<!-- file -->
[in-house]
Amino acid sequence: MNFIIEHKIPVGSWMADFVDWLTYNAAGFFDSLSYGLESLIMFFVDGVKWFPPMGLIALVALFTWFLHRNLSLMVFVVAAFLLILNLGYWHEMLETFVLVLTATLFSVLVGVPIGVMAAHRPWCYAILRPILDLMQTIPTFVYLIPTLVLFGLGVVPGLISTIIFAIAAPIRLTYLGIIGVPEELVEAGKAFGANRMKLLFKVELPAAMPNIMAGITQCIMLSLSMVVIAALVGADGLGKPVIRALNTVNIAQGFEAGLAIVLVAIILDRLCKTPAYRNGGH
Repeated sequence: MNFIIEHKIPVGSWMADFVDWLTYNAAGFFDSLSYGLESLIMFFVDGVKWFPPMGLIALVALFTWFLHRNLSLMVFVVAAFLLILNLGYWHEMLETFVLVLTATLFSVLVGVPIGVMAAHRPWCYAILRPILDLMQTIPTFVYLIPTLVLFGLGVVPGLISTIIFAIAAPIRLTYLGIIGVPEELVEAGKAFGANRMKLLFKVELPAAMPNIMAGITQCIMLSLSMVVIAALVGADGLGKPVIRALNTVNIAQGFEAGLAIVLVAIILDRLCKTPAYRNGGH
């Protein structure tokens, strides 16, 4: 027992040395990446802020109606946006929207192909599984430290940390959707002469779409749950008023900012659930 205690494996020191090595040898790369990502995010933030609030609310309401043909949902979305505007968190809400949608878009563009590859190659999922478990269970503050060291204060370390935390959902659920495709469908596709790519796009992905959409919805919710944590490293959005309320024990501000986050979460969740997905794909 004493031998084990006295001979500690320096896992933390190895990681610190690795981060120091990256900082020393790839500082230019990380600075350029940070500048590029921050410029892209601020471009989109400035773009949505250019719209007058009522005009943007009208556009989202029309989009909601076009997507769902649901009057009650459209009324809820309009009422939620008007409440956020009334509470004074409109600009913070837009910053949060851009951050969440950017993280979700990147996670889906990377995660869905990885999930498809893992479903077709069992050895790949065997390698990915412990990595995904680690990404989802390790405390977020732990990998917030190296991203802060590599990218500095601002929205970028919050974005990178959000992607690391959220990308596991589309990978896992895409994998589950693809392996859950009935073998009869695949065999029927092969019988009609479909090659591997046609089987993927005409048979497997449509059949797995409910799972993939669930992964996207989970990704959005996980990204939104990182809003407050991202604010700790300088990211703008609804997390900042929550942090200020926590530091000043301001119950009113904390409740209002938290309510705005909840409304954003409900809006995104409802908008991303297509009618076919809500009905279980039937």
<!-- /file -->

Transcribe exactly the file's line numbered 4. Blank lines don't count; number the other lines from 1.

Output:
């Protein structure tokens, strides 16, 4: 027992040395990446802020109606946006929207192909599984430290940390959707002469779409749950008023900012659930 205690494996020191090595040898790369990502995010933030609030609310309401043909949902979305505007968190809400949608878009563009590859190659999922478990269970503050060291204060370390935390959902659920495709469908596709790519796009992905959409919805919710944590490293959005309320024990501000986050979460969740997905794909 004493031998084990006295001979500690320096896992933390190895990681610190690795981060120091990256900082020393790839500082230019990380600075350029940070500048590029921050410029892209601020471009989109400035773009949505250019719209007058009522005009943007009208556009989202029309989009909601076009997507769902649901009057009650459209009324809820309009009422939620008007409440956020009334509470004074409109600009913070837009910053949060851009951050969440950017993280979700990147996670889906990377995660869905990885999930498809893992479903077709069992050895790949065997390698990915412990990595995904680690990404989802390790405390977020732990990998917030190296991203802060590599990218500095601002929205970028919050974005990178959000992607690391959220990308596991589309990978896992895409994998589950693809392996859950009935073998009869695949065999029927092969019988009609479909090659591997046609089987993927005409048979497997449509059949797995409910799972993939669930992964996207989970990704959005996980990204939104990182809003407050991202604010700790300088990211703008609804997390900042929550942090200020926590530091000043301001119950009113904390409740209002938290309510705005909840409304954003409900809006995104409802908008991303297509009618076919809500009905279980039937």